Failure with moisture for that kind of material is a given. And imo moisture is a fact of life for any building, inside or out. imo materials need to be able to resist at least occasional exposure, instead of instantly failing.

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Wednesday, November 6, 2019 11:32 PM

6IXSTRINGJACK

[/i]


Oh... I agree.

That's why I was getting pretty pissed off when I saw that screen doors over $300 still had an MDF core. I don't get it.

Makes sense when you're buying a bottom of the barrel $80 door, but I think anything above $250 should have at least plywood. Once you start getting to $300 and $400 and beyond it should be solid wood, IMO.

Do Right, Be Right. :)

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Wednesday, November 6, 2019 11:37 PM

SIGNYM

I believe in solving problems, not sharing them.


Quote:

Originally posted by Brenda:
No worries anybody. It's life and I can't do much about it or people.

Hmmm... but I get the feeling that things bother you. You shouldn't have to live your life in quiet resentment. Not only is it bad for you, it poisons your relationships. So somewhere between staying quiet and being an aggressive a-hole is a happy medium where you stick up for yourself without being a jerk. It's a hard line to find and most people spend their whole lives not finding that balance, but it's definitely something positive to work towards.

Just a thought.

-----------
Pity would be no more,
If we did not MAKE men poor - William Blake

You idiots have been oppressing the entire sexual spectrum as long as you have existed. I can't wait for the day your kind is dead - WISHIMAY

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Wednesday, November 6, 2019 11:45 PM

1KIKI

Goodbye, kind world (George Monbiot) - In common with all those generations which have contemplated catastrophe, we appear to be incapable of understanding what confronts us.


Quote:

Originally posted by 6IXSTRINGJACK:
Oh... I agree.

That's why I was getting pretty pissed off when I saw that screen doors over $300 still had an MDF core. I don't get it.

Makes sense when you're buying a bottom of the barrel $80 door, but I think anything above $250 should have at least plywood. Once you start getting to $300 and $400 and beyond it should be solid wood, IMO.

Do Right, Be Right. :)

Yeah, I haven't delved into that kind of door - yet. I may at some point. The security screen door I had put in (so my cat wouldn't rip his way out through the screen, like he did with the window) is metal-framed with heavy-duty stainless steel screening. The inner door is a solid wood door I got MANY years ago for really cheap because the bottom panel had a crack in it. And as they say - putty and paint are what a carpenter ain't. But maybe when I get around to doing some more of that kind of work, I'll run into the same kind of frustration with the same kind of built-to-be-shoddy - and yet expensive! - products.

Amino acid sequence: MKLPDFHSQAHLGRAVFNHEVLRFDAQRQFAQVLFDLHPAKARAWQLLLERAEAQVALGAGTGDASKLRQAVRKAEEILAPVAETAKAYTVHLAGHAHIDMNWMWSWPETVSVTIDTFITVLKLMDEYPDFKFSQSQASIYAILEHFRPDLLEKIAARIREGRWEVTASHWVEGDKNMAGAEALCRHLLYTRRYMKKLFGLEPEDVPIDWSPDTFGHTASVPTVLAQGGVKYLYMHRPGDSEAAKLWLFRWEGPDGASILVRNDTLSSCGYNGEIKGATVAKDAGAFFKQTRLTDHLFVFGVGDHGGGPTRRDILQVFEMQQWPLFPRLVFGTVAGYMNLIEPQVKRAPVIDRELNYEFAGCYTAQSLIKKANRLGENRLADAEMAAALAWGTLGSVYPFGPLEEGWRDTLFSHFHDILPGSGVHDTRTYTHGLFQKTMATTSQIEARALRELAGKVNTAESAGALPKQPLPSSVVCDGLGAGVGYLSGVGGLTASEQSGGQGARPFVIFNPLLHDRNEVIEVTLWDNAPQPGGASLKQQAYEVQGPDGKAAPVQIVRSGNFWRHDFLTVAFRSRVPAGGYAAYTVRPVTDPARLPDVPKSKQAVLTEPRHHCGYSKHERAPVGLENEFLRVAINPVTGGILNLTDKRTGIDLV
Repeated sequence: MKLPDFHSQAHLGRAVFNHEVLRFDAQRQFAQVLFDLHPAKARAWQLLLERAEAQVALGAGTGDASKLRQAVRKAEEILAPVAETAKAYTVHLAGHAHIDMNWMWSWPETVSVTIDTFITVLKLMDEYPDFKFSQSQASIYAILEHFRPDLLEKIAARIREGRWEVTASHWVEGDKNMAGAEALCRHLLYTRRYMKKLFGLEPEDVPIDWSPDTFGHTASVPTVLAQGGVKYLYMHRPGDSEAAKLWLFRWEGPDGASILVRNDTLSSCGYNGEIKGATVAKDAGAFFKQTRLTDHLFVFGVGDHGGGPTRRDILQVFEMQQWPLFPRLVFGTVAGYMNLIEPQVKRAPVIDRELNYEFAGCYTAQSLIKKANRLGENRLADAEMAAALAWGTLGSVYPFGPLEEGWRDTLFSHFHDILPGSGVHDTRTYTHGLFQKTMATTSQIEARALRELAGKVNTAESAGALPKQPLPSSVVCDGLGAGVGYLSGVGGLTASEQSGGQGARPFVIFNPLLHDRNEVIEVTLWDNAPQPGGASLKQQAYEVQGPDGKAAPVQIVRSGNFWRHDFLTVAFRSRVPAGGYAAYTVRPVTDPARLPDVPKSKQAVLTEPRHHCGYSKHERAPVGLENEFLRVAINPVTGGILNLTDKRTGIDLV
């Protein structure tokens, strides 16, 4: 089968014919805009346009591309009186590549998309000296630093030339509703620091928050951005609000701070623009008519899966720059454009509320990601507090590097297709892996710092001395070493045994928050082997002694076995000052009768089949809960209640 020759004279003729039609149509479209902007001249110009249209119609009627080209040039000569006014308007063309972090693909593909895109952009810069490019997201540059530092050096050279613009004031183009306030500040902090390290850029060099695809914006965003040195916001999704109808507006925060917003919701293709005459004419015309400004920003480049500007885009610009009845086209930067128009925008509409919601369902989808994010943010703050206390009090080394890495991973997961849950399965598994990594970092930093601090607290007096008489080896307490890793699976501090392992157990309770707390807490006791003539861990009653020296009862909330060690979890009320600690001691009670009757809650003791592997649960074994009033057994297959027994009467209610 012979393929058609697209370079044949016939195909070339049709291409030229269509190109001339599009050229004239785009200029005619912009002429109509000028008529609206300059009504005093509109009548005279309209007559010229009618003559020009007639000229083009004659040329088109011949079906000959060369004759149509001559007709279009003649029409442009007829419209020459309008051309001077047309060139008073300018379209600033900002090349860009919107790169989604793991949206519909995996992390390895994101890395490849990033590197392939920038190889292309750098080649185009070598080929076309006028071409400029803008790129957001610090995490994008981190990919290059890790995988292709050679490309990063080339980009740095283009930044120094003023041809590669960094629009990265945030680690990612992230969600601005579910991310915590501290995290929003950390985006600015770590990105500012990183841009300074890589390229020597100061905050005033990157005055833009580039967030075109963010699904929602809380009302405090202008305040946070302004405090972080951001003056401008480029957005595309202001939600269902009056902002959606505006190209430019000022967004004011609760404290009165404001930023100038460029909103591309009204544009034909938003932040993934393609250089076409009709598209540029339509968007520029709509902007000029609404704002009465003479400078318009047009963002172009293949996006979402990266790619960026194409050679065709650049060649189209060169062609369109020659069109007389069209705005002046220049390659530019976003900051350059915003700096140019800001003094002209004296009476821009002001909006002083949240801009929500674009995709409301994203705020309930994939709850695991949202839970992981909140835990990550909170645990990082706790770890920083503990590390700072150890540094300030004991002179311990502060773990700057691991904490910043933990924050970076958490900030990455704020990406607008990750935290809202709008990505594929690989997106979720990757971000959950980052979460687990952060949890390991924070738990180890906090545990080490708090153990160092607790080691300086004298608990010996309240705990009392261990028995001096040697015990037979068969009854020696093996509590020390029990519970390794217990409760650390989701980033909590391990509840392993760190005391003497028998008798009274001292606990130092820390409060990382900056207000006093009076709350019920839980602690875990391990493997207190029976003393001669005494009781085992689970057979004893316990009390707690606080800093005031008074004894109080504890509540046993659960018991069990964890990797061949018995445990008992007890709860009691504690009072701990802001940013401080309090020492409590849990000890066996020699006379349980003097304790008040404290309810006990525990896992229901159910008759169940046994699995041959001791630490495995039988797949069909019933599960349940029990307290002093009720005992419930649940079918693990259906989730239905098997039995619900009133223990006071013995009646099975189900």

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Thursday, November 7, 2019 10:53 AM

SIGNYM

I believe in solving problems, not sharing them.


Quote:

Originally posted by 1KIKI:
Quote:

Originally posted by 6IXSTRINGJACK:
Oh... I agree.

That's why I was getting pretty pissed off when I saw that screen doors over $300 still had an MDF core. I don't get it.

Makes sense when you're buying a bottom of the barrel $80 door, but I think anything above $250 should have at least plywood. Once you start getting to $300 and $400 and beyond it should be solid wood, IMO.

Do Right, Be Right. :)

Yeah, I haven't delved into that kind of door - yet. I may at some point. The security screen door I had put in (so my cat wouldn't rip his way out through the screen, like he did with the window) is metal-framed with heavy-duty stainless steel screening. The inner door is a solid wood door I got MANY years ago for really cheap because the bottom panel had a crack in it. And as they say - putty and paint are what a carpenter ain't. But maybe when I get around to doing some more of that kind of work, I'll run into the same kind of frustration with the same kind of built-to-be-shoddy - and yet expensive! - products.




We used to have a big hardware store nearby that sold solid fir multi-light doors that Home Depot drove out of business. Tried to get the same kind of door at Home Depot, all they had was the MDF crap. We would have to get custom-made doors to find the equivalent.

Even the plywood is crap. Hubby delegated me to buy 2x4s and plywood for the bed platforms (twinned together support a king-sized mattress, I have to say it turned out FABULOUS, and he built them in three days!) so I got the best 2x4s I could find (prime, dried ... have you ever touched the other construction lumber? It's literally wet!) ... but even in the "prime" stack it was hard to find two pieces that didn't have big knots, or bark still attached, or big cracks or huge twist/cupping/bowing or other serious flaws. I'm thinking that the "good wood" accounted for something like 5% of the stack cause we looked thru about 50 pieces to find two good ones, and we had to do that several times to get six pieces, and sometimes we didn't get any at all it was just so crappy.

Took a look at the 3/4 plywood which was just awful - full of voids - and got the "furniture grade" plywood. It looks better than construction material, but it's not even 3/4" its 19/32, and when we went to cut it the wood was so soft it broke out on cutting and sanding and was just plain furry. It could have been grown for paper-making for all I know, it was the softest wood I've even seen.